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Cablegate: Goj Makes Clear Icnnd Report Is Unofficial

VZCZCXRO0734
PP RUEHSK RUEHSL
DE RUEHC #5572 3421948
ZNR UUUUU ZZH
P R 081948Z DEC 09
FM SECSTATE WASHDC
TO RUEHKO/AMEMBASSY TOKYO PRIORITY 1569
INFO DISARMAMENT CONFERENCE COLLECTIVE

UNCLAS STATE 125572

SENSITIVE
SIPDIS

E.O. 12958: N/A
TAGS: JA PARM PREL
SUBJECT: GOJ MAKES CLEAR ICNND REPORT IS UNOFFICIAL

1. (SBU) Takeo Akiba, Minister for Political Affairs at the
Japanese embassy, called on ISN Acting Assistant Secretary
Vann Van Diepen and Special Representative for Nuclear
Nonproliferation Susan Burk on December 7 to make clear the
status of the forthcoming report of the International
Commission on Nuclear Non-proliferation and Disarmament
(ICNND). Akiba said he had been instructed by the his
Foreign Minister to inform the U.S. government that, although
the governments of Japan and Australia had provided the
secretariat for the ICNND, the Commission was not an official
body and its report, which would be issued soon, did not
represent the views of the Japanese government. It was a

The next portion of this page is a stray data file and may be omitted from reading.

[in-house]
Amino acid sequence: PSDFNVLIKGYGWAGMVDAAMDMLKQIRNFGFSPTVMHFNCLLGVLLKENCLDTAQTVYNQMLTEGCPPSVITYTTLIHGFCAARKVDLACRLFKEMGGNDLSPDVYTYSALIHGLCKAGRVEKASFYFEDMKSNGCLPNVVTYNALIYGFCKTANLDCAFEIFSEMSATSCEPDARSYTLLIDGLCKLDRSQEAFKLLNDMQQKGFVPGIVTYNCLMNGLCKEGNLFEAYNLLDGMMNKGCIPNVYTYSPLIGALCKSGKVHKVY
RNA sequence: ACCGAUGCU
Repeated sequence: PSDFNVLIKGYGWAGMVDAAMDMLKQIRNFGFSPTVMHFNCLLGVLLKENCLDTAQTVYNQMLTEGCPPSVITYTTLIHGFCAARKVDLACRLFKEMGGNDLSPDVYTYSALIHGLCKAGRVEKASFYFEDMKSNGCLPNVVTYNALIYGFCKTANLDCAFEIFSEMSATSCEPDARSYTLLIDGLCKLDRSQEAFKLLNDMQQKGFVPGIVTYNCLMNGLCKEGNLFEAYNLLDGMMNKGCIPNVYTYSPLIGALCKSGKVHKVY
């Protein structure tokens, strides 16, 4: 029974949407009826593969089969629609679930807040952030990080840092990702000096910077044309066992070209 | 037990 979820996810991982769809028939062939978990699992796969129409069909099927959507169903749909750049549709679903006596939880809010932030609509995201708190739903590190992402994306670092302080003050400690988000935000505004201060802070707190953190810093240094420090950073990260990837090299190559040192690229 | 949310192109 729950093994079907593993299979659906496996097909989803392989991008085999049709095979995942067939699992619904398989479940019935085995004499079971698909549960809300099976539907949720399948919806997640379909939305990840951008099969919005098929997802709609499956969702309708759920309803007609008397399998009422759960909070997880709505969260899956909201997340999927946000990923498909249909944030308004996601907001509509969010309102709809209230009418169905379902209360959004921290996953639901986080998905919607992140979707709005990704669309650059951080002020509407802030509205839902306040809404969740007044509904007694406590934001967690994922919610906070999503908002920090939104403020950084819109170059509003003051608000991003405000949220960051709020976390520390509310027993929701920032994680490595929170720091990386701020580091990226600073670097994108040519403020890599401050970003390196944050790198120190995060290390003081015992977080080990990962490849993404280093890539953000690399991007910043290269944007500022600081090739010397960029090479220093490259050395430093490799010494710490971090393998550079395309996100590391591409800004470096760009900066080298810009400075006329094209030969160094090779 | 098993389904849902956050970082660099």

"Track 2" effort. The GOJ would rather take the ICNND's
recommendations as a point of reference. Akiba commented
that some of the Commission's recommendations -- such as
having the United States announce that the "sole purpose" of
nuclear weapons was to deter nuclear weapons' use -- would be
ambitious and not necessarily in line with U.S. policy as it
was being developed in the Nuclear Posture Review.

2. (SBU) Van Diepen replied that it was useful to have the
information about the Commission's status. He noted that he
had received a briefing on the report that morning from one
of the ICNND's co-chairs, former Australian Foreign Minister
Gareth Evans. Until the report was formally issued, the
United States could not comment officially. The United
States supports its overall objective -- a world without
nuclear weapons -- but surely there would be recommendations
it could support and others that did not accord with U.S.
policy.

3. (SBU) Amb. Burk commented that in the forums she had
attended where the ICNND was discussed, she had had the sense
that the Commission was listening to comments from various
quarters. She expected that some governments would look to
it as they developed their positions for the May 2010 Nuclear
Nonproliferation Treaty Review Conference.
CLINTON

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